Depending on the procedure, it can take six months to a year for a natural appearance to show. Cost? Better bring all your credit cards. Hair transplants can range from $4,000 to $20,000 depending on the number of procedures involved. One session can require about five hours.

Hair Growth Treatments: Do They Work?

What if you do not want to undergo surgery? Another option is to use minoxidil (eg, Rogaine), a topical solution that is rubbed into the scalp. While it is not clear exactly how minoxidil works, the medicine may be able to extend the hair's growth cycle. It is recommended that you continue to use it to maintain hair growth. If you stop using minoxidal, your hair will eventually return to the condition it was in before.

Another medicine used as a treatment for baldness is finasteride (Propecia, Proscar), taken as a one milligram tablet. The drug works by reducing the hormone which interferes with hair growth. It can take about three months to see the full effect.

Of course, if a bald head makes no difference at all to your self-esteem, you can always join the ranks of men, like actor Sean Connery and basketball player Michael Jordan, who show that baldness can be an attractive trait.

Resources:

American Academy of Dermatology
http://www.aad.org/

Family Doctor.org
http://familydoctor.org/

CANADIAN RESOURCES:

Canadian Dermatology Association
http://www.dermatology.ca/

Health Canada
http://www.hc-sc.gc.ca/index_e.html/

References:

Adhizer G, Krop T. Doctor's Book on Hair Loss. Harper and Row; 1983.

FAQs. Rogaine website. Available at: http://www.rogaine.com/men/faq#question-440076e5552e35f549ed72554fbc3273 Accessed May 23, 2011.

Finasteride (oral route). Mayo Clinic website. Available at: http://www.mayoclinic.com/health/drug-information/DR600655/DSECTION=before-using. Updated November 1, 2010. Accessed May 23, 2011.

Hair transplant cost. Hair Transplant Site.org website. Available at: http://www.hairtransplantsite.org/hairtransplantcost.cfm. Accessed May 23, 2011.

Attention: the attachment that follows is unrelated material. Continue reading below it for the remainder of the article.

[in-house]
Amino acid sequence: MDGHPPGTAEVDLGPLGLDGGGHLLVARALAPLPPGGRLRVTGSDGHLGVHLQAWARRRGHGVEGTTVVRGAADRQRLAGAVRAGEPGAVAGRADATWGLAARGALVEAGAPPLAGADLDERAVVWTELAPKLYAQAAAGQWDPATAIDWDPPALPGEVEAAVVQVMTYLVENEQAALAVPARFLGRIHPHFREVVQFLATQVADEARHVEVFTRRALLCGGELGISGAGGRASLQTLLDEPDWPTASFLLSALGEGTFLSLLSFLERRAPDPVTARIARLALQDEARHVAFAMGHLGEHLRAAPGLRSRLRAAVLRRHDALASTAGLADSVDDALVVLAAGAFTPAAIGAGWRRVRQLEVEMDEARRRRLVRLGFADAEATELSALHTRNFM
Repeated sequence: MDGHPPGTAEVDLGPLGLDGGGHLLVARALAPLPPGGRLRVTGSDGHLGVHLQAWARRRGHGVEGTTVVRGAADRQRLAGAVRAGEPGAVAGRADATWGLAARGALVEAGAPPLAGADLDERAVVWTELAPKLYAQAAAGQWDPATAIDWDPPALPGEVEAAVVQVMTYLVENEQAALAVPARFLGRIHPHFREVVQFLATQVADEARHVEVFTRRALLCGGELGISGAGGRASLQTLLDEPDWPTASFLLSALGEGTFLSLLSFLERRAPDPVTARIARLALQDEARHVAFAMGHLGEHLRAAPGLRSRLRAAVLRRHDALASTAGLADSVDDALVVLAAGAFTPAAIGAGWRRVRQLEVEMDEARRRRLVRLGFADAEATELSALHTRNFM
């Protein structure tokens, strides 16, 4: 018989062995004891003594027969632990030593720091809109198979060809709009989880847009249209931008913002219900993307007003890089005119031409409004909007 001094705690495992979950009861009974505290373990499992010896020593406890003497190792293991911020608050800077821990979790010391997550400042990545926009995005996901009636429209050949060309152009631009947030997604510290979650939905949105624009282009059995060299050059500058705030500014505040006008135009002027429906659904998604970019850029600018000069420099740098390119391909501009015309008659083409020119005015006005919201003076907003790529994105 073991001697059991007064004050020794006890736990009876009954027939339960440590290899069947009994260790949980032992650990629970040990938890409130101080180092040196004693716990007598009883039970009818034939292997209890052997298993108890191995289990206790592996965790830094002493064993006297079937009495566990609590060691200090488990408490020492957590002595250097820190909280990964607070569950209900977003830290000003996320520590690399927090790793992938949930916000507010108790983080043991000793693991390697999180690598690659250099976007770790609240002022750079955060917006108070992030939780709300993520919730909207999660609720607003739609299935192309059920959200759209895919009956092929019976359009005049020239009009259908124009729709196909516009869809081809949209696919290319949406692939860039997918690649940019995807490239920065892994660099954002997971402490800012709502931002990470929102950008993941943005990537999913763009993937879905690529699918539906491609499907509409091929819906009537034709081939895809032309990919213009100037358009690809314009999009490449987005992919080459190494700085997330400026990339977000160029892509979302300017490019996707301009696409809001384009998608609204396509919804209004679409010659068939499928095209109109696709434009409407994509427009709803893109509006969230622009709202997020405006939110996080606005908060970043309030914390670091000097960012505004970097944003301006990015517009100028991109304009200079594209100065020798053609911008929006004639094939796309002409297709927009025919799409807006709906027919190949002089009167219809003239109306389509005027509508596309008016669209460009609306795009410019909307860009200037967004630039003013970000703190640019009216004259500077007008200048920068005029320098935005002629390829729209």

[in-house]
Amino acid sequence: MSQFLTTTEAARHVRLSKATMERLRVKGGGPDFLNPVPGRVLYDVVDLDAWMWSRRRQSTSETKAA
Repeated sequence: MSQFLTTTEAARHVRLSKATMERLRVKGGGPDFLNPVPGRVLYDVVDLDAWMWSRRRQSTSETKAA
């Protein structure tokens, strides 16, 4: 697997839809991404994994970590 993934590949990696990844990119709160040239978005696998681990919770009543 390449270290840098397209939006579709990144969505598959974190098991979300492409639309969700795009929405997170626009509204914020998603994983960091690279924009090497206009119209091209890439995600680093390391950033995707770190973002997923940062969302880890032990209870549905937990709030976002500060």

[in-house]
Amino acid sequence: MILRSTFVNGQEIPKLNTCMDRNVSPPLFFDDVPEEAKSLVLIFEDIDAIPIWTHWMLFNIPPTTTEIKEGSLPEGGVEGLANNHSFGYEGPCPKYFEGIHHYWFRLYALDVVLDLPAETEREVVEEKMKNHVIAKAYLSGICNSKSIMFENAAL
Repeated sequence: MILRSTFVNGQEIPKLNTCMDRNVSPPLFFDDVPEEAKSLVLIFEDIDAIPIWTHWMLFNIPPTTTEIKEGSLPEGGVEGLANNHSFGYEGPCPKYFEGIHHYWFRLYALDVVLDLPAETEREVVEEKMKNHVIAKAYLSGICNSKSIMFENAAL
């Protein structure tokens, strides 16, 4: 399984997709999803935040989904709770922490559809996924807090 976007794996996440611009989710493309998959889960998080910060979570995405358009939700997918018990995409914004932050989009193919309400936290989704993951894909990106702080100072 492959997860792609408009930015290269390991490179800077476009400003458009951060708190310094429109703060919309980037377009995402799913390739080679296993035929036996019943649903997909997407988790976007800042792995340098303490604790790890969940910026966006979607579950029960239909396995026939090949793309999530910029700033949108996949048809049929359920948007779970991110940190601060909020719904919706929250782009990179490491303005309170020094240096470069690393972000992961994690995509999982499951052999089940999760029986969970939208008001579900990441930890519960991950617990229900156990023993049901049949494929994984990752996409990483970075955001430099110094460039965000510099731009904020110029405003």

Hair transplant FAQs. Hair Loss Learning Center website. Available at: http://www.hairlosslearningcenter.org/content/treatments/hair-transplant-faqs.asp. Accessed May 23, 2011.

Lexi-PALS. Finasteride. EBSCO Health Library, Lexi-PALS website. Available at: http://www.ebscohost.com/healthLibrary/. Updated November 30, 2011. Accessed May 23, 2011.

Rogaine products—how to use it and what to expect. Rogaine website. Available at: http://www.rogaine.com/men/rogaine-products Accessed May 23, 2011.

Ross EK, Shapiro J. Management of hair loss. Dermatol Clin. 2005;23:227-243.

Stough D, Stenn K, Haber R, Parsley WM, Vogel JE, Whiting DA, Washenik K. Psychological effect, pathophysiology, and management of androgenetic alopecia in men [review]. Mayo Clin Proc. 2005;80:1316-1322.

Wells PA, Wilmoth T, Russell RJ. Does fortune favour the bald? Psychological correlates of hair loss in males. British Journal of Psychology. 1995;86(Pt 3):337-344.



Last reviewed May 2011 by Brian Randall, MD


Last updated Updated: 5/23/2011

Please be aware that this information is provided to supplement the care provided by your physician. It is neither intended nor implied to be a substitute for professional medical advice. CALL YOUR HEALTHCARE PROVIDER IMMEDIATELY IF YOU THINK YOU MAY HAVE A MEDICAL EMERGENCY. Always seek the advice of your physician or other qualified health provider prior to starting any new treatment or with any questions you may have regarding a medical condition.


Your Health and Happiness


DiggDeliciousNewsvineRedditStumbleTechnoratiFacebook